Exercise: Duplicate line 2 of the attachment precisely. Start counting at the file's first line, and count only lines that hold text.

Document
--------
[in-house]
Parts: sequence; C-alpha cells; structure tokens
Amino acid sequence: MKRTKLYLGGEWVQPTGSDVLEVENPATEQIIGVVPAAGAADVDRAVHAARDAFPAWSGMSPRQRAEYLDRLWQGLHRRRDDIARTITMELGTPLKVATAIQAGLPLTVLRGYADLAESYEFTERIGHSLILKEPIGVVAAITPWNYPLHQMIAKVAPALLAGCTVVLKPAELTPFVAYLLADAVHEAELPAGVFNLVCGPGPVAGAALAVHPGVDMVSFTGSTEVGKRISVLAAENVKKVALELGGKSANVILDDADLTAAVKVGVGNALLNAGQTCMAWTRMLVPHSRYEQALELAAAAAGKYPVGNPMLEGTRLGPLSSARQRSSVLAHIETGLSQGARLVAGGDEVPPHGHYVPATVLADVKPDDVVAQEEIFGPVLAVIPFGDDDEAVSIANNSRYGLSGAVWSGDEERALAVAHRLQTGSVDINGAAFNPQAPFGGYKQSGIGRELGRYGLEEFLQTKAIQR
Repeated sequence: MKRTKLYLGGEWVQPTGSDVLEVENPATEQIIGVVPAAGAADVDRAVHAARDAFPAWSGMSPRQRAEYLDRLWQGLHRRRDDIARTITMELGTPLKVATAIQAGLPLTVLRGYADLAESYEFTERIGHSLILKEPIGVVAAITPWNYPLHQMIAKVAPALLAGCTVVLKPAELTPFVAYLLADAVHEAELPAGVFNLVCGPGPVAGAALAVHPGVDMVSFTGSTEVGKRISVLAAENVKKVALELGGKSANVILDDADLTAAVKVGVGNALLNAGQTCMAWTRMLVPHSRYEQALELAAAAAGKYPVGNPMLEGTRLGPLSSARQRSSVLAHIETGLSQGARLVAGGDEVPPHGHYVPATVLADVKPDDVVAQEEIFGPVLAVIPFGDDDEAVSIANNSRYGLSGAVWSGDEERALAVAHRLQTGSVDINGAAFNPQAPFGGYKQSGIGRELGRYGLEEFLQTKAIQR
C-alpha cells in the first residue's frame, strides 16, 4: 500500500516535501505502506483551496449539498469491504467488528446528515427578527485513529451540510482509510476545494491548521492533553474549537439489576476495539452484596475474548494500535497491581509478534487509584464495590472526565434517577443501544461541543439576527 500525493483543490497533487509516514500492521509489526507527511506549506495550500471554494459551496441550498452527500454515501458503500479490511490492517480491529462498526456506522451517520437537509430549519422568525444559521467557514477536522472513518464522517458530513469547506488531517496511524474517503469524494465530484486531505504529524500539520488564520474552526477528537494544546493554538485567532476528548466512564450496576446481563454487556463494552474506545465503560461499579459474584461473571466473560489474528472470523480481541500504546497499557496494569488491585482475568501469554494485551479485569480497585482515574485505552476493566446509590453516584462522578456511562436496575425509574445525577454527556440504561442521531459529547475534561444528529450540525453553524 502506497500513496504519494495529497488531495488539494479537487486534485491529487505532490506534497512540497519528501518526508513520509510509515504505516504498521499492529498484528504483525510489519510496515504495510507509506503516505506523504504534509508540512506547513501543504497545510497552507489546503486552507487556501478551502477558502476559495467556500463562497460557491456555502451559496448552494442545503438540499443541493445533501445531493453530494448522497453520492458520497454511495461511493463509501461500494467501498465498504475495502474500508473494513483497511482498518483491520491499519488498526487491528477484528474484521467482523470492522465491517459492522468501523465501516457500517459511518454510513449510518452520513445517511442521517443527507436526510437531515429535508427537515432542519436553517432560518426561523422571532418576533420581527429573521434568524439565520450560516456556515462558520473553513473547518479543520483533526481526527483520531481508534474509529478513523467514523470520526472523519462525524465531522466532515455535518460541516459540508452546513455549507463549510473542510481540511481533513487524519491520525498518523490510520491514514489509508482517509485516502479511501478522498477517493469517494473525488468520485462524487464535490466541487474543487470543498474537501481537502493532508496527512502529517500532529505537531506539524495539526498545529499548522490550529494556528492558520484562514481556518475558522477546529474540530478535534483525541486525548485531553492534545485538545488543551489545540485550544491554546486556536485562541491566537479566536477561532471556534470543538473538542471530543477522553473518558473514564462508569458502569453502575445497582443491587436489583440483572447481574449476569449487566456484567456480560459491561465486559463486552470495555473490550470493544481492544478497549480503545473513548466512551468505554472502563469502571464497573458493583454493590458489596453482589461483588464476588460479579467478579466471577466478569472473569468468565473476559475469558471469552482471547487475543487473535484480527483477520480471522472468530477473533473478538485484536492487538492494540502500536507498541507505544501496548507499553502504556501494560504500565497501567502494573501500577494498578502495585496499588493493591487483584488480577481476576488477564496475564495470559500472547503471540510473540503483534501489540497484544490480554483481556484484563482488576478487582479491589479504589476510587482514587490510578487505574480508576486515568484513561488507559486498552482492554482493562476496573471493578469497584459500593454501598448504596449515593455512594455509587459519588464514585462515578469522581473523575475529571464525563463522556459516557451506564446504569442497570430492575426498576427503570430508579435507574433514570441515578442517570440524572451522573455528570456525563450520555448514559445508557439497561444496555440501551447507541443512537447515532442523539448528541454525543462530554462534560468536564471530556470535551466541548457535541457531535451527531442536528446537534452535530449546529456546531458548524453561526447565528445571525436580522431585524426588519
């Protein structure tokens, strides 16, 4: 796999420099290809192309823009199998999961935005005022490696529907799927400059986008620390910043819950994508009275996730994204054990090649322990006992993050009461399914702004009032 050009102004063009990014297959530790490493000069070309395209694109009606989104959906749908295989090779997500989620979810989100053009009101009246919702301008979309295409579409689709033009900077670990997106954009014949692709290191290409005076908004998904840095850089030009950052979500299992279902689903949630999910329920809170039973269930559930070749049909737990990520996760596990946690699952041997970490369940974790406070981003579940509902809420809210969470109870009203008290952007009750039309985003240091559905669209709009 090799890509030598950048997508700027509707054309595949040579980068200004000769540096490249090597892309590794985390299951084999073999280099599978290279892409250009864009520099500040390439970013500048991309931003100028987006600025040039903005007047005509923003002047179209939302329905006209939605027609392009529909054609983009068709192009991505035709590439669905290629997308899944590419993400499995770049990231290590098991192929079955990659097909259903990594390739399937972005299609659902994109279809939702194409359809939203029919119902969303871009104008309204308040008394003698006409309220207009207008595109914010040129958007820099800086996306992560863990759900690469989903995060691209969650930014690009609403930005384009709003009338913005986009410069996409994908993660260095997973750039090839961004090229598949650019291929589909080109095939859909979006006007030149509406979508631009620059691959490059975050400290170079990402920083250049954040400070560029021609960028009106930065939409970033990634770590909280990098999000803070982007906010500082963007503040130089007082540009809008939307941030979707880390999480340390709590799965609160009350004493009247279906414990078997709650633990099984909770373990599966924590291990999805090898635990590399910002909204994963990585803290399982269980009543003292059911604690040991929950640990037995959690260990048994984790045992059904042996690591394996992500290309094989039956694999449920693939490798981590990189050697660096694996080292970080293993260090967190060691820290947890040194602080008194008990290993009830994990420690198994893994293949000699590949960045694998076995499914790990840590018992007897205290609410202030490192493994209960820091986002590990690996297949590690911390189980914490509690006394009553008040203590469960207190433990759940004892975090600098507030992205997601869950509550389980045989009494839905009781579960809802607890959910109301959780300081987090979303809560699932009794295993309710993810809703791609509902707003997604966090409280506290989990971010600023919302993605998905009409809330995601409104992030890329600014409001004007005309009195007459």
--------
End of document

Parts: sequence; C-alpha cells; structure tokens